The rainfall ended abruptly. Once the air cleared, Occo could see that they had finally reached the coast. The vista that greeted them was bleak. In both directions stretched a seashore that had only a few low dunes and occasional patches of grass to break the monotony. The sand was a dull gray-brown color. The color of the ocean was no different except that it was slightly shifted in the direction of gray and was not quite as monochromatic.

“Which way now, I wonder?” mused Occo. “Bresk?”

“How should I know?” came the sullen response. “All my records indicate is that there is an Envacht Lu outpost somewhere on this coast. Which, by the way, my records say measures seventeen thousand, four hundred and sixty-three standard leagues. At the rate we’ve been travelling it will take us more than four years to circumnavigate assuming we never stop to eat or rest or excrete noxious bodily substances.”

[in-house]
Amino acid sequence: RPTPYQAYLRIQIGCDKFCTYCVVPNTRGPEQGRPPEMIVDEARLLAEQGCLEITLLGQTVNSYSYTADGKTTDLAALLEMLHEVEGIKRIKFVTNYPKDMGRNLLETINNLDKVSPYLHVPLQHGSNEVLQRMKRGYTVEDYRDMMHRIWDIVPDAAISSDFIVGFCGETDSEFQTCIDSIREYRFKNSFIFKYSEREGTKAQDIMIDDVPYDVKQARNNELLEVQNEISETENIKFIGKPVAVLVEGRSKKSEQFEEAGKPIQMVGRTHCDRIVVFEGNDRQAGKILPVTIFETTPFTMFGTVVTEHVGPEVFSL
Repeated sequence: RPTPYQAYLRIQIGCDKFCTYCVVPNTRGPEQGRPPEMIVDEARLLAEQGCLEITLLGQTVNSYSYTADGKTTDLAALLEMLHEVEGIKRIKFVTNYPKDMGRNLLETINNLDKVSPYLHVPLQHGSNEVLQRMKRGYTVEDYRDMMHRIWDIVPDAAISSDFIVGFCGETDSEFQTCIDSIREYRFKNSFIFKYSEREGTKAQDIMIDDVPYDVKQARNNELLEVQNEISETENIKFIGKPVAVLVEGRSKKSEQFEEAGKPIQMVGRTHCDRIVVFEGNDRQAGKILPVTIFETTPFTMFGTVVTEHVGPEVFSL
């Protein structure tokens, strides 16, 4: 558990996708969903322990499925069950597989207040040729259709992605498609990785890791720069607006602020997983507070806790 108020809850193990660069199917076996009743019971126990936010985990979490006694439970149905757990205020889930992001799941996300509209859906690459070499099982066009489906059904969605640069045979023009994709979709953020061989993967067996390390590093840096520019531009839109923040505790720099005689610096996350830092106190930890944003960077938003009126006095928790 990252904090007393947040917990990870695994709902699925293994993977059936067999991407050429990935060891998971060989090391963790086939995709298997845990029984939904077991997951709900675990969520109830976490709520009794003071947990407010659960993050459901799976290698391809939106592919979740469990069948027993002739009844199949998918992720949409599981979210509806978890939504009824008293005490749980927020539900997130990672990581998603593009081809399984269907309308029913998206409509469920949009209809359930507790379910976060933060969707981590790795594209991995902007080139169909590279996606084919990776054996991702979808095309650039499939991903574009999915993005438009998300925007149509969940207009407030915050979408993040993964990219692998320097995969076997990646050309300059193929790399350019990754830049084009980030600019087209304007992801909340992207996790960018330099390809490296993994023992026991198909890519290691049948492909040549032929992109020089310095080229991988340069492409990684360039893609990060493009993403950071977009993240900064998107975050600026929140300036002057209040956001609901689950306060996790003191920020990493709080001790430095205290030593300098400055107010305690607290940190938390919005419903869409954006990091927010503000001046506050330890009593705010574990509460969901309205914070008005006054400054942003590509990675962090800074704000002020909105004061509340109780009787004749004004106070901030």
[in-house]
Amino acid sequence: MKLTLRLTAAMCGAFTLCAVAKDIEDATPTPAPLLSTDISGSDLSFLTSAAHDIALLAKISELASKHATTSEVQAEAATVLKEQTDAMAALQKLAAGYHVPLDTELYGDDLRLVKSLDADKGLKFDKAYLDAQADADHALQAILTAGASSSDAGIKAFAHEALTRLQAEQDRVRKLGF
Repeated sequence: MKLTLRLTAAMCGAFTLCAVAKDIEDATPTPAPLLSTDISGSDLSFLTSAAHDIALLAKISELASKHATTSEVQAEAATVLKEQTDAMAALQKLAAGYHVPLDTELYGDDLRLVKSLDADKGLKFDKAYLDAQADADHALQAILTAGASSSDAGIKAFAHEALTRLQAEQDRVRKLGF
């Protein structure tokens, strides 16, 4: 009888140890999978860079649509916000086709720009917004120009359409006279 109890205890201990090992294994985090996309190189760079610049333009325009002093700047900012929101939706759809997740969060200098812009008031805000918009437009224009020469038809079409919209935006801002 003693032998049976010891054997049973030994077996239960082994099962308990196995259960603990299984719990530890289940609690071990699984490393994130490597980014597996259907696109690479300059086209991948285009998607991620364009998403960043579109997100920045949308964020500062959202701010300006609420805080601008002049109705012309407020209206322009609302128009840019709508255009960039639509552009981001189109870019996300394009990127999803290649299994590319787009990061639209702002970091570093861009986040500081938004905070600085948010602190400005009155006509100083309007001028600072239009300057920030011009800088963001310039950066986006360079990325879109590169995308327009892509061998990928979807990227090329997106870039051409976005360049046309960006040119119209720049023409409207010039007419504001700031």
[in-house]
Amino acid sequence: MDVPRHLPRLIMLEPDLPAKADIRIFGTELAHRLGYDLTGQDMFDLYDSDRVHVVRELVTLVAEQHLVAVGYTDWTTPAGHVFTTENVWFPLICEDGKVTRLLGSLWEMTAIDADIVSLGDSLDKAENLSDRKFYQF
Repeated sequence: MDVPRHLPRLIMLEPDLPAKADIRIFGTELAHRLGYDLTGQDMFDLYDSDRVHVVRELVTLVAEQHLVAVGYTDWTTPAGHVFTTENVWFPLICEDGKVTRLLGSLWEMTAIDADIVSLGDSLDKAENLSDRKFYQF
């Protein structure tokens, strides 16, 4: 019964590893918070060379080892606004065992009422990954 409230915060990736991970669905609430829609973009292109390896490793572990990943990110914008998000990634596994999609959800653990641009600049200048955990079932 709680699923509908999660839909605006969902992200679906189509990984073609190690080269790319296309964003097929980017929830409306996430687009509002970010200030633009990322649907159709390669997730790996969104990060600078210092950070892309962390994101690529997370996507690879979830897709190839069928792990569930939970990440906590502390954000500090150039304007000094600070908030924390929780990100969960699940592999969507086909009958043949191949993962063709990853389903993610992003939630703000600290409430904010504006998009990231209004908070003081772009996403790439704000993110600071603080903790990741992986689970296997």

Its — no, his — eyes swiveled down to gaze upon the Warlock Variation Drive. “Or whatever she does instead.”

“I’ve decided I like you, Mama,” the Drive announced. “So you can call me Ju’ula.”

Her gaze moved on to Bresk. “On the other hand, you’re a pest so you have to call me ‘Ju’ulkrexopopgrebfiltra.’ No affectionate diminutives for you, fartboy.”

Bresk’s mantle swelled indignantly. “And what if I don’t, you fatbrained — What are you doing? Stop that!

Bresk’s protest was called forth by its — no, his — rapid expansion. He was already twice his normal size. He looked like one of the sea creatures that inhabited the shallow seas of Beffel. Puffers, they were called.

“How do you like that, fartboy? Your sac is now filled with disemboguelled hydrogen from Hell World Number 883-Affa-Affa-Kawl.” The Warlock Variation Drive — no, Ju’ula — gave Occo a glance that seemed a little apologetic. “That’s by Fiend reckoning, of course. The Old Ones just figured every planet was a hell world so they didn’t bother to sort them out.”

Occo stared at her. “Do you mean to say . . . You know all the Old One planets? And what do you mean by ‘Fiend’?”

Ju’ula’s eyes closed. “Oh, Mama. Now you’ve done it.”